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Earth in Action

Geologists play with puzzles about past and future supercontinents

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If you’ve ever tackled a jigsaw puzzle, you know how easy it is to lose some of the pieces and jam others into the wrong place. Now imagine that your jigsaw is the entire Earth, and your pieces fragments of continents. Lose a piece, and you’ve lost one of the planet’s major landmasses. Oops.

That’s the literal puzzle facing geologists today: How have the continents shifted and reassembled themselves over eons? And what to do about the fact that pieces don’t always seem to fit together?

The answers turn out to come from fields as diverse as plant genetics and rock magnetics.

A century ago, the German meteorologist Alfred Wegener introduced the concept of continental drift. Noticing how the east coast of South America and the west coast of Africa fitted together so snugly, and how certain rock types seemed to match across both continents, he proposed that they had once been joined. All of the other landmasses were too, in one giant blob of a supercontinent he called the “ur-kontinent” and the rest of us call Pangaea.

Pangaea reigned supreme from around 240 million years ago to 200 million years ago, when a newborn ocean began to rip it apart. The northern continents, called Laurasia, split away from the southern ones, called Gondwana. From there the landmasses drifted away on great tectonic plates, fragmenting further into the world seen today from North America to Antarctica.

All good puzzle experts know to hunt for facts, and so scientists have assembled several lines of evidence for continental assembly. Just as Wegener suspected, rock formations of various ages on different continents match up, providing a timeline for when the continents had been sewn together. Fossil assemblages, too, can be traced across continents.

Modern genetic studies also bolster continental links. In May, for instance, scientists reported analyzing DNA sequences from the seed-producing plants known as gymnosperms. Genetic differences within a particular gymnosperm family traced back to the time Gondwana and Laurasia were separating from one another, the researchers wrote in the Proceedings of the National Academy of Sciences. In other words, the genes of plants living today can reveal what the world looked like hundreds of millions of years ago. No puzzle master can top that.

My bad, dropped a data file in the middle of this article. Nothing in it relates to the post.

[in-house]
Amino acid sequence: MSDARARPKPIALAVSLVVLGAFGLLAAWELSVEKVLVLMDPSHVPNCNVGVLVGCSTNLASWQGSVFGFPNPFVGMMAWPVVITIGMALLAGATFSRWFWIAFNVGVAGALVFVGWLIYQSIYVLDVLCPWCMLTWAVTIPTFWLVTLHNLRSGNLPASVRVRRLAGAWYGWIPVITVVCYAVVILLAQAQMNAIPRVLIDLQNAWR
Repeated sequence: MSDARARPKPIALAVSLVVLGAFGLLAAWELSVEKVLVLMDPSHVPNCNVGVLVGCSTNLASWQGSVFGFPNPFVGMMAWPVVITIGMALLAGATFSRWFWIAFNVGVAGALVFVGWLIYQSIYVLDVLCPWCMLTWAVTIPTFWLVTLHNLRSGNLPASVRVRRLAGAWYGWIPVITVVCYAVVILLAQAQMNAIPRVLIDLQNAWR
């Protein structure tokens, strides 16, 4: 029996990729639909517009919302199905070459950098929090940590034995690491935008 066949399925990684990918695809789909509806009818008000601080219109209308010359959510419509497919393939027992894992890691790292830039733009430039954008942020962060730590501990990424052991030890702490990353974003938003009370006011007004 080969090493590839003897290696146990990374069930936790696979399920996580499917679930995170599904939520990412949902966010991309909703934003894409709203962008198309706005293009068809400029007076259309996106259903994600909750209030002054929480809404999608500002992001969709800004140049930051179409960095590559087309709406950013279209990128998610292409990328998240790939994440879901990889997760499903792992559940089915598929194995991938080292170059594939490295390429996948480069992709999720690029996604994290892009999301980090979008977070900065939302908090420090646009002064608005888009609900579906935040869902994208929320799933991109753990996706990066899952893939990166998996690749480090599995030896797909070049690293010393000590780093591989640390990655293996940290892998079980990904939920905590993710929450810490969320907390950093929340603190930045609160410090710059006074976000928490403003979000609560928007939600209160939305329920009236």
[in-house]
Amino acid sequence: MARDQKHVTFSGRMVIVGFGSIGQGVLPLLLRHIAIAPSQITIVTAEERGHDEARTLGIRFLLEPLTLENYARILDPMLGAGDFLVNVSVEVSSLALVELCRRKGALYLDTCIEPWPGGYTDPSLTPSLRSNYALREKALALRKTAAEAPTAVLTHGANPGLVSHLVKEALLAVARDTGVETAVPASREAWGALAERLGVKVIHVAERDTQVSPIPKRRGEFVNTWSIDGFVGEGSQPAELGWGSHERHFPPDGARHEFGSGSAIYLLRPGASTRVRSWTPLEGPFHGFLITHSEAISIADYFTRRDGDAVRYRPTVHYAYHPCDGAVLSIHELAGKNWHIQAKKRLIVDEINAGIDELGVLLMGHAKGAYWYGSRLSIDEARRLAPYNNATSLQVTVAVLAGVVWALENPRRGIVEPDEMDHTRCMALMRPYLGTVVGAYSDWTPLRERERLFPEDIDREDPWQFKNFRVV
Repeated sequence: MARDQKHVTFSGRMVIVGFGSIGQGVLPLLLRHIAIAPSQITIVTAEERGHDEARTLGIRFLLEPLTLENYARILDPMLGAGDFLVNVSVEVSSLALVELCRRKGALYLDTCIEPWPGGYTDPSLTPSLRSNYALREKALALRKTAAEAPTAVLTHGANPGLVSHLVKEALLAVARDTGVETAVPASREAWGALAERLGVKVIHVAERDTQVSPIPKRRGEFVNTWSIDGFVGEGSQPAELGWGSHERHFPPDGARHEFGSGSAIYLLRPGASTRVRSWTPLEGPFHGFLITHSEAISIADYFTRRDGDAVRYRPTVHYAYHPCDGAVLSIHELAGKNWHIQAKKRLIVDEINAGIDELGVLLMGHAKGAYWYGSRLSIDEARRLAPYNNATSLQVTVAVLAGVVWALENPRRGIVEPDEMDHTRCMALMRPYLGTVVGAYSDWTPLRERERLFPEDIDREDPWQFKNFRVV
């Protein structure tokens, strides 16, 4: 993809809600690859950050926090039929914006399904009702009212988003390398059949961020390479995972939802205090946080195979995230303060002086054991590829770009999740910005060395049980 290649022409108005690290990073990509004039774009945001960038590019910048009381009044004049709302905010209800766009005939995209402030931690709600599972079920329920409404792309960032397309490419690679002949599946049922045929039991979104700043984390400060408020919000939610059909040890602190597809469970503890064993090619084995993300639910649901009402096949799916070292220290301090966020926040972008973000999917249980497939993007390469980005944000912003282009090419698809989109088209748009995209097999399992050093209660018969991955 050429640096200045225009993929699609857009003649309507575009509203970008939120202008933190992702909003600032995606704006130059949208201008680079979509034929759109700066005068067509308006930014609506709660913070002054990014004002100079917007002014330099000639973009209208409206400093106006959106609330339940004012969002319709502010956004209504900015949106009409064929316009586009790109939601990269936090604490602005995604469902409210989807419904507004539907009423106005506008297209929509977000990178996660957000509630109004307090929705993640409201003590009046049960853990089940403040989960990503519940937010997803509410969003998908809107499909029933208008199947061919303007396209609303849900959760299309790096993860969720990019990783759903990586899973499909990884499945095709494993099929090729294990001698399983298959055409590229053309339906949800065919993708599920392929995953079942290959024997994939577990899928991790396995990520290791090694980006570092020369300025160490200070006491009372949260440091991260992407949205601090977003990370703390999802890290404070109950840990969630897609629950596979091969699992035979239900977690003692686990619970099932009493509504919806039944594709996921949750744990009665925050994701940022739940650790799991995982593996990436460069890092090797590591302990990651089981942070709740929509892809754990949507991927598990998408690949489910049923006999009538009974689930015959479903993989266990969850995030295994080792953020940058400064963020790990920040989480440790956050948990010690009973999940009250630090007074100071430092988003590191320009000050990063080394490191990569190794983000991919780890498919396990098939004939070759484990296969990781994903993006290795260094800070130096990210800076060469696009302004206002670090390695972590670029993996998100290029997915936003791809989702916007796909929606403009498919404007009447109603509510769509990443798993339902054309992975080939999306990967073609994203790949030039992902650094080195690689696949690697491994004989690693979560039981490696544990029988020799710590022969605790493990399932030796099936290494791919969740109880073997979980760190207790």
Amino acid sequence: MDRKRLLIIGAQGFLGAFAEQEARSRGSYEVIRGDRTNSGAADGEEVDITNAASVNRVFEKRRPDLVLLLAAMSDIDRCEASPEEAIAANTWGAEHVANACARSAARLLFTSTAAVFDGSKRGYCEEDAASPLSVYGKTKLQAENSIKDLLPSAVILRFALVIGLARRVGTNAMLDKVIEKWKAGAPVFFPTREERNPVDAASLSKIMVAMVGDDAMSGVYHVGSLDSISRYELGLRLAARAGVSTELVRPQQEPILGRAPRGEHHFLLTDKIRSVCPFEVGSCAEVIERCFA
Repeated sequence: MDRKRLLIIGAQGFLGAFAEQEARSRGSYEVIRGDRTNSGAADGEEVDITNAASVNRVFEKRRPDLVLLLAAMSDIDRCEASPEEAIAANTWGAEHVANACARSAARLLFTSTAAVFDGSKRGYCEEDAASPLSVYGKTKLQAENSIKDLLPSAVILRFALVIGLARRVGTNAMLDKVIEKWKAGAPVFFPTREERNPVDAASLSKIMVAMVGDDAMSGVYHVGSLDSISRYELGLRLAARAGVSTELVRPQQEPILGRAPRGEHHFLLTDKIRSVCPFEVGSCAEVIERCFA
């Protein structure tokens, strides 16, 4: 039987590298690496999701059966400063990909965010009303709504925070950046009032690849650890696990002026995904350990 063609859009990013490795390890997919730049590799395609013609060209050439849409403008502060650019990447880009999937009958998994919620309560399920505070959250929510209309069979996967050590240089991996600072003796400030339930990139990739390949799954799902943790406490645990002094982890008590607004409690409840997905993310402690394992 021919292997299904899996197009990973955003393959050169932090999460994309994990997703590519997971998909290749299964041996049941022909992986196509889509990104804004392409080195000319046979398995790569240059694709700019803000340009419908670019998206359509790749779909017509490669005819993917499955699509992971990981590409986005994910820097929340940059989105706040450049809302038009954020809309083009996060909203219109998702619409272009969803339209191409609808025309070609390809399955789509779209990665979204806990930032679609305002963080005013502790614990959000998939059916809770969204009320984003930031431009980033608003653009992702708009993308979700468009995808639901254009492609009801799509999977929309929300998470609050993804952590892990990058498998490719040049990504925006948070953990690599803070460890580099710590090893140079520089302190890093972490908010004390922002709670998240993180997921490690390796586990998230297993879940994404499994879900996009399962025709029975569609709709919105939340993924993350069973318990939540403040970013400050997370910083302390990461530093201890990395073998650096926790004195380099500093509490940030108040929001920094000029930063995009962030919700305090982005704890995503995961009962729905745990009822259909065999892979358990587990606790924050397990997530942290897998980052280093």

Another approach uses magnetic grains frozen in ancient rocks to figure out their past locations. When molten lava cools to form fresh rock, crystals containing elements like iron line up like tiny compass needles in the direction of the magnetic north pole. By measuring the angle of these needles in rocks of a certain age, scientists can determine what latitude the landmass occupied when the rocks were formed. (The location of the magnetic pole changes over time, too, but in ways that researchers can account for.)

There’s a big problem with these “paleo­magnetic” studies, though. Trace the paths of Laurasia and Gondwana back in time, and when you get back to the age of Pangaea the puzzle pieces no longer make sense. More than 1,000 kilometers of land — about the distance between New York City and Chicago — overlap in space and time, claimed by both Laurasia and Gondwana. It’s as if a large chunk of your jigsaw puzzle had two possible pieces for every spot. Things got so bad that geologists even conjured up different elaborate permutations of Pangaea to try to make the jigsaw pieces fit.

But a fix may be here at last. Mathew Domeier, a former graduate student at the University of Michigan who is now at the University of Oslo, has been working to reconcile the paleomagnetic data with maps of what Pangaea might have looked like. And the problem isn’t nearly as bad as people think it is, he and his colleagues wrote recently in Tectonophysics. Just by tossing out some of the old paleomagnetic information, and tweaking a couple of other ways the maps are put together, scientists can reconcile their super­continent without any awkward overlap between Laurasia and Gondwana. The puzzle fits.

The work may sound like an abstract exercise hundreds of millions of years out of date, but the fate of Earth also depends on it. Wind the clock far into the future, and the world will once again have a single supercontinent. For now, scientists are calling this monstrous landmass “Amasia,” since most of it forms when North America and Asia hook up.

New work suggests exactly where Amasia might reign. Rather than taking up the space currently occupied by the Atlantic or Pacific oceans, the future supercontinent may — 100 million years from now — amass over the North Pole, Yale geologist Ross Mitchell and his colleagues wrote recently in Nature.

After all, the great jigsaw puzzle that is the Earth is never complete.

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